thermic sense, temperature sense
1. The network of sense organs and connecting pathways that allow differences in temperature changes.
2. The sense by which differences of temperature are distinguished by thermoreceptors or bodily sense receptors that respond to stimulations of heat and cold temperatures.
3. The capability of perceiving cold and warmth, and so being aware of the differences in the temperatures of external objects.
An electron which has been emitted from a heated body; such as, the hot cathode of an electron tube.
A reference to the emission of electrons as a result of heat.
An electron emitted by heating a substance.
1. The emission of electrons or ions by substances that are highly heated, the charged particles being called thermions.
2. The discharge of electrons or ions from a solid or liquid as a result of its thermal energy.
3. The release of electrons when a material is heated; for example, electron emission when the tungsten cathode filament of a radiographic tube is heated to incandescence (emission of light by an object as a result of its being heated to a high temperature) by means of its low-voltage heating circuit.
The study and applications of thermionic emissions, or charged particles, from heated surfaces.
A mixture of finely divided aluminum and oxide of iron or other metal, that produces on combustion (when ignited) a very high temperature (about 3,000°C); used in thermite processing, welding, and incendiary bombs.
1. Archaebacteria that grow in hot sulfur springs at low pH.
2. Easily stained with warm acid dyes.
thermoaesthesia, thermoesthesia (s) (noun)
; thermoaesthesias, thermoesthesias (pl)
The body's ability to recognize and to respond to heat and cold; the sense of temperature: The body’s thermoaesthesia seems to be responsible for people's shivering or sweating, depending on whether the weather has cold temperatures or hot temperatures during their activities.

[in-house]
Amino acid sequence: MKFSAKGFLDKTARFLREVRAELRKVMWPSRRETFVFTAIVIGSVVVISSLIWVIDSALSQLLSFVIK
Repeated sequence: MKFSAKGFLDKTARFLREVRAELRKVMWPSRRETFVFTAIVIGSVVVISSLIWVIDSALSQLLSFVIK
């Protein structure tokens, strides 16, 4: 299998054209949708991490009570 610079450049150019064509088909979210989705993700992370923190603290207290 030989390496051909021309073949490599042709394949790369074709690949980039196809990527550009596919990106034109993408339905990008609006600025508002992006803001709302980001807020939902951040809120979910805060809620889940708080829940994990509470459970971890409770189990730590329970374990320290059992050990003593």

Pain caused by a slight degree of heat.
As a fever indicates that the body is fighting infection, pain has its purpose in reporting injury or internal problems. Unfortunately, pain is not a reliable indicator, and it is of limited help to a physician in forming an accurate diagnosis.
The perception of a pain’s very source may be incorrect. The tooth that one points out as the one that hurts may not be the one that’s abscessed.
That pain in a person’s arm may not be caused by a strain or injury to that area, but it could be the result of a problem in his/her heart or other organ.
These are examples of a phenomenon known as "referred pain".
In engineering, an ammeter that employs a thermocouple to measure radio-frequency current.
1. Insensibility to heat or to temperature changes.
2. Absence of pain when heat is applied.
1. In analytical chemistry, any test using heat for the analysis of thermodynamic or physical properties of materials, including distillation, calorimetry, and boiling and freezing point determinations.
2. Used in metallurgy, specifically, a test used to determine metal transformations based on the temperatures at which thermal arrests occur.
thermoanesthesia, thermoanaesthesia (British) (noun)
;thermoanesthesias, thermoanaesthesias (pl)
Loss of the normal sense of temperature, or the loss of one's ability to differentiate between what is hot or of any degree of coldness: After his severe illness, Thomas appeared to experience thermoanesthesia and couldn't tell whether something was hot or cold; such as, when he washed his hands and he turned the faucet on with very hot water.
A difference in temperature noted between corresponding parts of the body on the two sides as seen in unilateral lesions of sympathetic pathways.